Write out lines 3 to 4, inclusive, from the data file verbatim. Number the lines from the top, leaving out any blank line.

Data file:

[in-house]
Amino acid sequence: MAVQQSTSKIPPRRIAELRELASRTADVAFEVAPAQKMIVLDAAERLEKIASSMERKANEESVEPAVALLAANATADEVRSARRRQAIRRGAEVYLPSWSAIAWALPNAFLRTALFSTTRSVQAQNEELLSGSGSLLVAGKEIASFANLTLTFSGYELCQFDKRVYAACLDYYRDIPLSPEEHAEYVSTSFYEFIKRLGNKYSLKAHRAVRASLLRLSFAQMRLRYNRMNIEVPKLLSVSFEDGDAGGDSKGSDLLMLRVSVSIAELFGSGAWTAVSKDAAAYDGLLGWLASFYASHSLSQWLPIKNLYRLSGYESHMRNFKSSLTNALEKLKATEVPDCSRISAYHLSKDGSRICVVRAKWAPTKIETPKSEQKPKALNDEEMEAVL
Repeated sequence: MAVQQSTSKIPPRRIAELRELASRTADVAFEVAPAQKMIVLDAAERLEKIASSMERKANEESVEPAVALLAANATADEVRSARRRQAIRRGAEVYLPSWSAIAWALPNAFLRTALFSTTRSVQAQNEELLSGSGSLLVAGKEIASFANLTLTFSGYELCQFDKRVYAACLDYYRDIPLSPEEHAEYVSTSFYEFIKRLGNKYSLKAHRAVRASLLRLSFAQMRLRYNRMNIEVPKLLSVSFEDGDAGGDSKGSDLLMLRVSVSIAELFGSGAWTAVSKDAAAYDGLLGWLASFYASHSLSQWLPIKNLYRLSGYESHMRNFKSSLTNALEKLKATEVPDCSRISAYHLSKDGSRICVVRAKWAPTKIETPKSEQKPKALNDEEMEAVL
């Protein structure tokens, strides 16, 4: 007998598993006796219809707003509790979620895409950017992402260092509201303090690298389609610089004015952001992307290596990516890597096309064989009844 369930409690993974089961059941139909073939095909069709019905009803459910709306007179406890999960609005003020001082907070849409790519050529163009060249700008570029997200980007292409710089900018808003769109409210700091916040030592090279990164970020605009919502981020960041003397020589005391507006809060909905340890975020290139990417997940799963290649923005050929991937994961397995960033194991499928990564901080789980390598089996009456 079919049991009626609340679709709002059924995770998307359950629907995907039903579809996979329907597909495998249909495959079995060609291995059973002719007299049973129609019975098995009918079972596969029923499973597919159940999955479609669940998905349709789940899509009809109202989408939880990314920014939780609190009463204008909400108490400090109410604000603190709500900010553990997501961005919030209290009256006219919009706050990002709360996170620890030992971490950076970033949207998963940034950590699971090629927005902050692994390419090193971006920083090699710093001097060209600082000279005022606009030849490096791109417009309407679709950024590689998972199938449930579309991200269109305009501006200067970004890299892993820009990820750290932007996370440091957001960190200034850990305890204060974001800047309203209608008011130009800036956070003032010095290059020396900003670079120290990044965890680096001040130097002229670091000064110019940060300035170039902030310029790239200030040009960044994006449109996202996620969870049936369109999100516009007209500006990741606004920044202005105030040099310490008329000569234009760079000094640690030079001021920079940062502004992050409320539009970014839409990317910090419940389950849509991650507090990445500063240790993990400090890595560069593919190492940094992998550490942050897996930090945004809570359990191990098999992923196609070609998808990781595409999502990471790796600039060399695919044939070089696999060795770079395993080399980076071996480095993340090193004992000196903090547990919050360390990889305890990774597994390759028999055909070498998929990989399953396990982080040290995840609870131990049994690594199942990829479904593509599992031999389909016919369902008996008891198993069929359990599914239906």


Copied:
Repeated sequence: MAVQQSTSKIPPRRIAELRELASRTADVAFEVAPAQKMIVLDAAERLEKIASSMERKANEESVEPAVALLAANATADEVRSARRRQAIRRGAEVYLPSWSAIAWALPNAFLRTALFSTTRSVQAQNEELLSGSGSLLVAGKEIASFANLTLTFSGYELCQFDKRVYAACLDYYRDIPLSPEEHAEYVSTSFYEFIKRLGNKYSLKAHRAVRASLLRLSFAQMRLRYNRMNIEVPKLLSVSFEDGDAGGDSKGSDLLMLRVSVSIAELFGSGAWTAVSKDAAAYDGLLGWLASFYASHSLSQWLPIKNLYRLSGYESHMRNFKSSLTNALEKLKATEVPDCSRISAYHLSKDGSRICVVRAKWAPTKIETPKSEQKPKALNDEEMEAVL
């Protein structure tokens, strides 16, 4: 007998598993006796219809707003509790979620895409950017992402260092509201303090690298389609610089004015952001992307290596990516890597096309064989009844 369930409690993974089961059941139909073939095909069709019905009803459910709306007179406890999960609005003020001082907070849409790519050529163009060249700008570029997200980007292409710089900018808003769109409210700091916040030592090279990164970020605009919502981020960041003397020589005391507006809060909905340890975020290139990417997940799963290649923005050929991937994961397995960033194991499928990564901080789980390598089996009456 079919049991009626609340679709709002059924995770998307359950629907995907039903579809996979329907597909495998249909495959079995060609291995059973002719007299049973129609019975098995009918079972596969029923499973597919159940999955479609669940998905349709789940899509009809109202989408939880990314920014939780609190009463204008909400108490400090109410604000603190709500900010553990997501961005919030209290009256006219919009706050990002709360996170620890030992971490950076970033949207998963940034950590699971090629927005902050692994390419090193971006920083090699710093001097060209600082000279005022606009030849490096791109417009309407679709950024590689998972199938449930579309991200269109305009501006200067970004890299892993820009990820750290932007996370440091957001960190200034850990305890204060974001800047309203209608008011130009800036956070003032010095290059020396900003670079120290990044965890680096001040130097002229670091000064110019940060300035170039902030310029790239200030040009960044994006449109996202996620969870049936369109999100516009007209500006990741606004920044202005105030040099310490008329000569234009760079000094640690030079001021920079940062502004992050409320539009970014839409990317910090419940389950849509991650507090990445500063240790993990400090890595560069593919190492940094992998550490942050897996930090945004809570359990191990098999992923196609070609998808990781595409999502990471790796600039060399695919044939070089696999060795770079395993080399980076071996480095993340090193004992000196903090547990919050360390990889305890990774597994390759028999055909070498998929990989399953396990982080040290995840609870131990049994690594199942990829479904593509599992031999389909016919369902008996008891198993069929359990599914239906």